WCAB RFA Cases and Why They Matter, Part II

WCAB RFA Cases and Why They Matter, Part II

In my last post I set out why I’m so enthusiastic about Requests for Authorization (RFAs). For those of you who want more detail, I’m going to summarize the actual cases of the Workers’ Compensation Appeals Board (WCAB). Legal language warning!

To review, in several recent cases the WCAB determined that untimely Utilization Review (UR) decisions OR untimely communication of the decision invalidates the UR decision. The WCAB also indicated that timing is essential for all components of required communication.

Remember that an invalid UR decision means that the necessity of the medical treatment at issue may be determined by the WCAB based upon substantial evidence.

An untimely UR decision is an invalid decision

In Dubon v. World Restoration (10/06/2014), the WCAB held that:

...a defendant’s UR decision will be deemed invalid only if it is untimely or suffers from material procedural defects that undermine the integrity of the UR decision.

Note that this decision is referred to as Dubon II, to differentiate it from the earlier WCAB decision which Dubon II rescinded.

Untimely communication of a UR decision is an invalid decision

In  Bodam  v. San Bernardino County  (11/20/2014), the WCAB further held that an untimely communication of an UR decision is an invalid decision:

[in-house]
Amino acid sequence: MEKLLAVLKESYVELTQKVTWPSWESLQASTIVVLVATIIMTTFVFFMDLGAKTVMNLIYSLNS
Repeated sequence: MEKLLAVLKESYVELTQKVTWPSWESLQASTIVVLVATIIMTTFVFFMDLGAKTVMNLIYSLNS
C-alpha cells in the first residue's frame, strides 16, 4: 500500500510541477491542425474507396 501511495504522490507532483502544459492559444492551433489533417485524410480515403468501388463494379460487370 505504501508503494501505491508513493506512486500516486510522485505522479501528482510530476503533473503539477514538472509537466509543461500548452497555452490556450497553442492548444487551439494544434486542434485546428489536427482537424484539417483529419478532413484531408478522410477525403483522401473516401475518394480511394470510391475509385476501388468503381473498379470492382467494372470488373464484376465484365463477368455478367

We have considered the provisions of Labor Code section 4610(g)(1) and (g)(3)(A) and AD Rule 9792.9.1(e)(3) and hold:
(1) A defendant is obligated to comply with all time requirements in conducting UR, including the timeframes for communicating the UR decision;
(2) A UR decision that is timely made but is not timely communicated is untimely;
(3) When a UR decision is untimely and, therefore, invalid, the necessity of the medical treatment at issue may be determined by the WCAB based upon substantial evidence.

All communication requirements must be timely observed for a valid UR decision

Finally, in Shanley v. Henry Mayo Newhall Memorial Hospital (2014), the WCAB in a panel decision ruled that the UR determination had not been communicated to the treating physician within the required 24 hours, even though a telephone message had been left for the treating physician within that timeframe.

Citing Dubon I and II and Bodam, as well as LC § 4610(g)(3)(A) and CCR §9792.9(b)(4), the WCAB held that a message left in the context of a previously scheduled peer-to-peer review call was not enough to establish UR communication, absent specifics as to the content of the message.

Under Dubon II and Bodam, defendant's August 6,2013 UR decisions are rendered invalid because of its failure to timely communicate those decisions to Dr. Mealer by phone, fax, or email within 24 hours and, therefore, the issue of medical necessity must be determined by the WCAB, not IMR.

All of which leaves us scratching our heads about why RFAs are so woefully underutilized.


  • RFA approval guarantees payment
  • The WCAB is firm on the requirements of claims administrator timeliness
  • If claims administrators are untimely, it opens up an alternate route to deciding medical necessity

Remember, RFAs are easy with DaisyBill:


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